Purple Skies, Toxic River
15 Track, LP (2013, Dream Damage)
Related: TV Colours.
When Assassins 88 disbanded with nothing more than a status update in April last year, they became yet another Canberra band to have a brilliant yet short career. For a brief moment, it actually made me wish I lived in the nation’s capital so I could have seen their outrageous live show more often. After TV Colours’ debut album was constantly delayed, I was convinced that they too would enter an early retirement, leaving behind a legacy of just over five minutes.
But it is rather apt that this album was six years in the making; the exact time it takes a person to make it through high school. That period where plenty of naïve 12-year-olds are transformed into pessimistic young adults eager to escape the wasteland that surrounds them; the same place they were once proud to call their neighbourhood. This album explores the dichotomy of high school: enjoying the most carefree and fun-filled years of your life while simultaneously coping with a sense of oppression and social isolation.
The album opens with two high-energy tracks that celebrate the reckless abandon of youth. “Let’s hit the fucking freeway!” Bobby Kill screams on ‘The Neighbourhood’, while ‘Lost Highway’ consists of anguished cries that are largely incoherent. This fervent desire to escape is contrasted with later tracks ‘The City’ and ‘Livin’ After Midnight’, which are both lonely soundscapes of passing conversations and checkout beeps, showing that the teenage dream is often at odds with the reality of shitty part-time jobs and underage drinking in parks.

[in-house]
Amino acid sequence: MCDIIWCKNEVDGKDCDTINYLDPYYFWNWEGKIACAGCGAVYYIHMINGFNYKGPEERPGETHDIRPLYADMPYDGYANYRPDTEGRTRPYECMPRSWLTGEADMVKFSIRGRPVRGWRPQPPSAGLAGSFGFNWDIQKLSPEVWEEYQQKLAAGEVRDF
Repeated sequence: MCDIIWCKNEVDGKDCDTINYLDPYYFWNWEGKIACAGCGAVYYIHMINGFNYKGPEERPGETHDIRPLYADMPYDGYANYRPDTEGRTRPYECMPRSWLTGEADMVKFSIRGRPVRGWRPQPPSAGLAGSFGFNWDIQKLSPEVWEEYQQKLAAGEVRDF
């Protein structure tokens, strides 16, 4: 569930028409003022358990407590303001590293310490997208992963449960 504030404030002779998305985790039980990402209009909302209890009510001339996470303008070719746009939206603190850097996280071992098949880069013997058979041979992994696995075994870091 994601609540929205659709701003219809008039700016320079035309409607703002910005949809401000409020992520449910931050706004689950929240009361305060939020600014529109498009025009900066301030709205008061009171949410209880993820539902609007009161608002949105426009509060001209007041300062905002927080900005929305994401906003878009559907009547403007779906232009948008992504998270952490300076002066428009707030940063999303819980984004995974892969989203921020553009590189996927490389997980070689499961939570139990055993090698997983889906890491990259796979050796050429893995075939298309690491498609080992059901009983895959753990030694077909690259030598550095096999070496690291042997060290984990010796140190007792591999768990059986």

Much of Kill’s lyrics are filled with standard teenage angst, like “I don’t wanna go to school!” on ‘Run With the Creeps’ and the repeated shouts of “I just don’t care anymore!” on ‘City Nights’. On paper it can come across like a mild temper tantrum from a bratty kid, but delivered with passion and intensity it illustrates the emotional volatility of adolescence.
The album perfectly matches the general outlook of the 2k13 youth by pining for past decades while simultaneously looking toward the promise of the future; anything that gives them an escape from the present. On ‘Beverly’, the nostalgic snippet of a changing cassette precedes airy synths that wouldn’t seem out of place in a science-fiction movie soundtrack.
Perhaps the greatest contradiction on display is that an album about the teenage years can exhibit such maturity. The product of six years’ hard work is an excellent debut album that’s far more than just a collection of songs; it is a self-assured record and one of the year’s best.
by Mitchell Judge